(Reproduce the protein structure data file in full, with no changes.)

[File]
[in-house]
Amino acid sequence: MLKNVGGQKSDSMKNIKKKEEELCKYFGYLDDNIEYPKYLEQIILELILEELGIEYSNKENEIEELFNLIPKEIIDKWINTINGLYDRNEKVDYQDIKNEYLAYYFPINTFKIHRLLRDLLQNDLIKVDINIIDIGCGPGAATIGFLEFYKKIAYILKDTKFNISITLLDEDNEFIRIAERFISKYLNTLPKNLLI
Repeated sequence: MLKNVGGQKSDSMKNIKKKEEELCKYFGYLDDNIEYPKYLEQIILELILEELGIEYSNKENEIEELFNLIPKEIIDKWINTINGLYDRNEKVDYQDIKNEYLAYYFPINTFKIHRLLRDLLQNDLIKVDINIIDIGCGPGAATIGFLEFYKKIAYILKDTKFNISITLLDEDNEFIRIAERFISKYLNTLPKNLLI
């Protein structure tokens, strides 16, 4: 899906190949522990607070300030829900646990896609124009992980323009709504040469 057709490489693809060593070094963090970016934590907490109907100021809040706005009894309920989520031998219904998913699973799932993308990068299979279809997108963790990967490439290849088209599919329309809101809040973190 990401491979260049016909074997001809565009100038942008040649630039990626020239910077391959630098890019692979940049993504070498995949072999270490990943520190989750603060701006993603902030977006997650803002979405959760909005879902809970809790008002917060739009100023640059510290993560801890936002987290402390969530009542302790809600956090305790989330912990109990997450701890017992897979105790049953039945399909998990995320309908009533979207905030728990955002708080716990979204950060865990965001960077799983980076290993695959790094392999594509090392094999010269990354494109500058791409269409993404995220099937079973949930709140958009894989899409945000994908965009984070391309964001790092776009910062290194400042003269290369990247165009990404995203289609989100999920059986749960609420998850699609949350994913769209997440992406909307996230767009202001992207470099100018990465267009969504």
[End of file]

[in-house]
Amino acid sequence: MLKNVGGQKSDSMKNIKKKEEELCKYFGYLDDNIEYPKYLEQIILELILEELGIEYSNKENEIEELFNLIPKEIIDKWINTINGLYDRNEKVDYQDIKNEYLAYYFPINTFKIHRLLRDLLQNDLIKVDINIIDIGCGPGAATIGFLEFYKKIAYILKDTKFNISITLLDEDNEFIRIAERFISKYLNTLPKNLLI
Repeated sequence: MLKNVGGQKSDSMKNIKKKEEELCKYFGYLDDNIEYPKYLEQIILELILEELGIEYSNKENEIEELFNLIPKEIIDKWINTINGLYDRNEKVDYQDIKNEYLAYYFPINTFKIHRLLRDLLQNDLIKVDINIIDIGCGPGAATIGFLEFYKKIAYILKDTKFNISITLLDEDNEFIRIAERFISKYLNTLPKNLLI
């Protein structure tokens, strides 16, 4: 899906190949522990607070300030829900646990896609124009992980323009709504040469 057709490489693809060593070094963090970016934590907490109907100021809040706005009894309920989520031998219904998913699973799932993308990068299979279809997108963790990967490439290849088209599919329309809101809040973190 990401491979260049016909074997001809565009100038942008040649630039990626020239910077391959630098890019692979940049993504070498995949072999270490990943520190989750603060701006993603902030977006997650803002979405959760909005879902809970809790008002917060739009100023640059510290993560801890936002987290402390969530009542302790809600956090305790989330912990109990997450701890017992897979105790049953039945399909998990995320309908009533979207905030728990955002708080716990979204950060865990965001960077799983980076290993695959790094392999594509090392094999010269990354494109500058791409269409993404995220099937079973949930709140958009894989899409945000994908965009984070391309964001790092776009910062290194400042003269290369990247165009990404995203289609989100999920059986749960609420998850699609949350994913769209997440992406909307996230767009202001992207470099100018990465267009969504």